Joy traveled with the team to South Korea last February for a trial event at the official Olympic venue. There are two Olympic village complexes, one in the mountains, and one closer to the coast. All skating events take place in the coastal village, while the skiing events take place in the mountains, about a 30-minute train ride away.

“The rink is beautiful and not freezing cold, which is a bonus when you are there all day,” Joy said.

Photo of the skating venue for the 2018 Olympics in South Korea.
The skating venue in South Korea. Photo courtesy of Joy Anderson.

At events like the Olympics, when the pressure is so great, Joy said her job is to keep things as normal and as low-key as possibl

“I’ve been in contact with most of the skaters’ providers to see what treatments they are receiving at home,” Joy said. “I do exactly what they want me to do. I’m not a drama queen. My job is to be even keeled and not add to the craziness.”

Joy works with both the men and women, including ice dancers and pairs.

“Some are very healthy and some need work,” she said.

In general, the injuries Joy deals with most often are hip, back, and foot and ankle issues. For the pairs and dancers, shoulder injuries are more common.

Her go-to treatments when athletes are in the middle of big competitions center on soft-tissue techniques.

“At that point, you’re not trying to do rehab, you’re trying to keep them feeling good and staying healthy so they can perform. I do a lot of manual therapies like joint mobilization, stretching, and soft-tissue work.”

Joy can’t dish about her favorite competitors, but she’s excited to see if Nathan Chen can pull off five quad jumps in his program, if Mirai Nagasu will become the first American woman to land a triple axel at the Olympics and if the U.S. ice dancers can bring home a medal.

Lessons from Olympians for everyday athletes

Joy said Olympic athletes can teach all of us some important lessons. Among them:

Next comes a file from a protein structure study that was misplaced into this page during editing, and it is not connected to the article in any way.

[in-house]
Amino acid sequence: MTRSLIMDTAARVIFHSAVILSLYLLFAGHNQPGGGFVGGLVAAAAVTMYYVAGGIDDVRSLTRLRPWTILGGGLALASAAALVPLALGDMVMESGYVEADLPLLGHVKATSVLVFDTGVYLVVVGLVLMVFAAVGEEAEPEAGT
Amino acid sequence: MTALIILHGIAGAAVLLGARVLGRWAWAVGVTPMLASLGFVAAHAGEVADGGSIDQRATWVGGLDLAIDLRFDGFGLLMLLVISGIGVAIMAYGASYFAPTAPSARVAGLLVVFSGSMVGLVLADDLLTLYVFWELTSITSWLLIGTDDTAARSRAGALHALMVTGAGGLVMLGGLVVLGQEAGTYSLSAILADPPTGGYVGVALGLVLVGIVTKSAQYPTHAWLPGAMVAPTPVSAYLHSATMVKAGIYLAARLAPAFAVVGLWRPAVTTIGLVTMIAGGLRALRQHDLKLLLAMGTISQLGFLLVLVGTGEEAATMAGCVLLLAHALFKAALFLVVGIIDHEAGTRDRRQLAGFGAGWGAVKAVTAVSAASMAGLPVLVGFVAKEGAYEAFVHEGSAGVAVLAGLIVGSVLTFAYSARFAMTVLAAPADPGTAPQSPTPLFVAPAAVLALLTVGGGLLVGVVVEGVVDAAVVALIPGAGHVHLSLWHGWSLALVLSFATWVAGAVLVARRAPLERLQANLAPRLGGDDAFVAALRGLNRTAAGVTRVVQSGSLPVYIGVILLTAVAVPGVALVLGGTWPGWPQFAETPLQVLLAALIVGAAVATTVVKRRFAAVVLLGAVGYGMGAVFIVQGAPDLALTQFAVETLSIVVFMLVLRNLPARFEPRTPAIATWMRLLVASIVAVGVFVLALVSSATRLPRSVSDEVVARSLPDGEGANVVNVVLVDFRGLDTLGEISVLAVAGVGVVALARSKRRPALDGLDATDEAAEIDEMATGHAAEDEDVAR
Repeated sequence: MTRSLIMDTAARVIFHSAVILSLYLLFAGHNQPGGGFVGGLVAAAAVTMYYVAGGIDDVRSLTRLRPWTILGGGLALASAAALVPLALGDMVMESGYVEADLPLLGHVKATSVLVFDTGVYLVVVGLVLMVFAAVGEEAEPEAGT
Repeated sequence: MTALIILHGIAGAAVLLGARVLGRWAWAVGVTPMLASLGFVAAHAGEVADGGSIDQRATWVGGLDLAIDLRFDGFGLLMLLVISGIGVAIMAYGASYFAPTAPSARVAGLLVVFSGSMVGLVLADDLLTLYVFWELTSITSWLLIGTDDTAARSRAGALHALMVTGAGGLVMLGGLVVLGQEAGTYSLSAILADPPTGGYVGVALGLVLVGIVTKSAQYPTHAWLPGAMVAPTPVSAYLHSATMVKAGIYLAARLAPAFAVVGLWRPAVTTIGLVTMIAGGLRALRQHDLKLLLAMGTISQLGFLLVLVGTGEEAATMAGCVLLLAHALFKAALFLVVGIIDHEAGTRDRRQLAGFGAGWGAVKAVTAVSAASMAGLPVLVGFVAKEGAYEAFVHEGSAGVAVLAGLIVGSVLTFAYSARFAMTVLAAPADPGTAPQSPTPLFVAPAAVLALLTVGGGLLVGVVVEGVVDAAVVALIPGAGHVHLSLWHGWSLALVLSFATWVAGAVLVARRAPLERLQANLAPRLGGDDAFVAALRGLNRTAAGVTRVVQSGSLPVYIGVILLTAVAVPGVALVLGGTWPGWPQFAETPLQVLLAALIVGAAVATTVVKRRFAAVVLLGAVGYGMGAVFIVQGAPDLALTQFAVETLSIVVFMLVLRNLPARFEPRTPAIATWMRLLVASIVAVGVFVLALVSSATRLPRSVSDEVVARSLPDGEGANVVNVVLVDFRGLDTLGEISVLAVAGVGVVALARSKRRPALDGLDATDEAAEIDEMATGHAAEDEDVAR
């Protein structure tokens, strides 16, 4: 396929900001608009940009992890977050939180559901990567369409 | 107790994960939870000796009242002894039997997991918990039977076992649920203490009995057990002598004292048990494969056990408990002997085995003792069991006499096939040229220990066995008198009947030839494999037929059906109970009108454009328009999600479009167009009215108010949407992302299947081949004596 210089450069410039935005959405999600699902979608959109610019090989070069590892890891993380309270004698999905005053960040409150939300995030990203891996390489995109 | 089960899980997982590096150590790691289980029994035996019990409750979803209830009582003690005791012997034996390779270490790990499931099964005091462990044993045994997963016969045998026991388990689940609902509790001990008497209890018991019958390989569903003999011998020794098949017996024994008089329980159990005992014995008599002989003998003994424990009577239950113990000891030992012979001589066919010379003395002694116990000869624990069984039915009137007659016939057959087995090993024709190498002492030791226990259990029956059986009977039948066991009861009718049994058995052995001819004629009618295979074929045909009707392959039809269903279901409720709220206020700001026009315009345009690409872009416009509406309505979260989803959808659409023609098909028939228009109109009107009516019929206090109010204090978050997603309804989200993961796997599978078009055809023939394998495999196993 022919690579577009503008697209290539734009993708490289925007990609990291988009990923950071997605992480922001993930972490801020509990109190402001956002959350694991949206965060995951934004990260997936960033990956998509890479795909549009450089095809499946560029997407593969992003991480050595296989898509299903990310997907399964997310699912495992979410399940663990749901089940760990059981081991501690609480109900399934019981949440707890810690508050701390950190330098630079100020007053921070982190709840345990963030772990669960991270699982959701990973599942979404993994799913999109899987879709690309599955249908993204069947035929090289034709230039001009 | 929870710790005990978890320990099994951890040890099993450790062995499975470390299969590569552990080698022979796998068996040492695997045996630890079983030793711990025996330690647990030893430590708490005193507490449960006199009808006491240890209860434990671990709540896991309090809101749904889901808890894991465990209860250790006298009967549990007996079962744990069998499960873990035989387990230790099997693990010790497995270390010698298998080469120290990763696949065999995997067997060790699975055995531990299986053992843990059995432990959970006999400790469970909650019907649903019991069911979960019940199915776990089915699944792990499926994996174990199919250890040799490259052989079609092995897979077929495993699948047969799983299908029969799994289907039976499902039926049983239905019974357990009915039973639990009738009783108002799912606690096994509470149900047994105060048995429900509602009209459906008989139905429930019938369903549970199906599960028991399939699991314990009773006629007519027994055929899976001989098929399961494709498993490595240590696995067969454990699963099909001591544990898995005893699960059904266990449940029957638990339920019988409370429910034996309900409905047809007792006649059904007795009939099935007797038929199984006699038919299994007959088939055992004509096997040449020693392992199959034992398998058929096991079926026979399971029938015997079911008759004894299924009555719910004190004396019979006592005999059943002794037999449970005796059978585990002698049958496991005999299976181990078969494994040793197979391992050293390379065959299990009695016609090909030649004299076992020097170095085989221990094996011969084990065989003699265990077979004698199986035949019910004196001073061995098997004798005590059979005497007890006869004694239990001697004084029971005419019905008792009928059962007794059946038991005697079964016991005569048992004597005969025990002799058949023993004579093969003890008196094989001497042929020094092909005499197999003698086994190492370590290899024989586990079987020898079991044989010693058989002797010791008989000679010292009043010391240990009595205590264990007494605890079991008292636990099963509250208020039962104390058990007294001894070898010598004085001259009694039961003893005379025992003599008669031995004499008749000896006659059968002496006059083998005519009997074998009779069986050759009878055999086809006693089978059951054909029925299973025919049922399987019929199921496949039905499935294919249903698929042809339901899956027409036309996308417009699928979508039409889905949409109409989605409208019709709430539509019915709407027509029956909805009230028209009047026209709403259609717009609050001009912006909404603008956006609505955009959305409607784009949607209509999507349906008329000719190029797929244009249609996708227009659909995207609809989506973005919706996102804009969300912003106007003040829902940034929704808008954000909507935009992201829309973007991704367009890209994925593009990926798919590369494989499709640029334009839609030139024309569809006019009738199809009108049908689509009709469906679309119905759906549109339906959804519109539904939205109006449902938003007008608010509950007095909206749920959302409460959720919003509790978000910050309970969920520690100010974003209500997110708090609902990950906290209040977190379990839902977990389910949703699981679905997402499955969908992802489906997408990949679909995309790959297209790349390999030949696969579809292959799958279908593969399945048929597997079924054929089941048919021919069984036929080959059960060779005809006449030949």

• Set a goal and be willing to do what it takes to accomplish it. Success doesn’t happen by accident.
  • Hard work and determination make all the difference. “It’s not uncommon in sports, and I’ve seen it at the elite level this year, you can’t count anyone out. People are injured, then they work and work and refuse to give up and they’re back in it.”
  • Surround yourself with a team who can help you accomplish your goals. No elite athlete succeeds on his or her own. They depend on support systems they have built over time. Create your own networks of support. Enlist others to help you achieve your goals.

Joy said she’s incredibly proud to be part of Team USA.

“I’m part of getting them where they need to go,” she said. “It’s going to be a lot of work and it’s stressful. But, it’s going to be a blast.

“The athletes get to have their big moments and we get to be in the middle of the action.”

And there’s one other big bonus.

“I’m looking forward to getting all my Team USA gear.”




About the author

Katie Kerwin McCrimmon is a proud Colorado native. She attended Colorado College, thanks to a merit scholarship from the Boettcher Foundation, and worked as a park ranger in Rocky Mountain National Park during summer breaks from college. She is also a storyteller. She loves getting to know UCHealth patients and providers and sharing their inspiring stories.

Katie spent years working as a journalist at the Rocky Mountain News and was a finalist with a team of reporters for the Pulitzer Prize for their coverage of a deadly wildfire in Glenwood Springs in 1994. Katie was the first reporter in the U.S. to track down and interview survivors of the tragic blaze, which left 14 firefighters dead.

She covered an array of beats over the years, including the environment, politics, education and criminal justice. She also loved covering stories in Congress and at the U.S. Supreme Court during a stint as the Rocky’s reporter in Washington, D.C.

Katie then worked as a reporter for an online health news site before joining the UCHealth team in 2017.

Katie and her husband Cyrus, a Pulitzer Prize-winning photographer, have three children. The family loves traveling together anywhere from Glacier National Park to Cuba.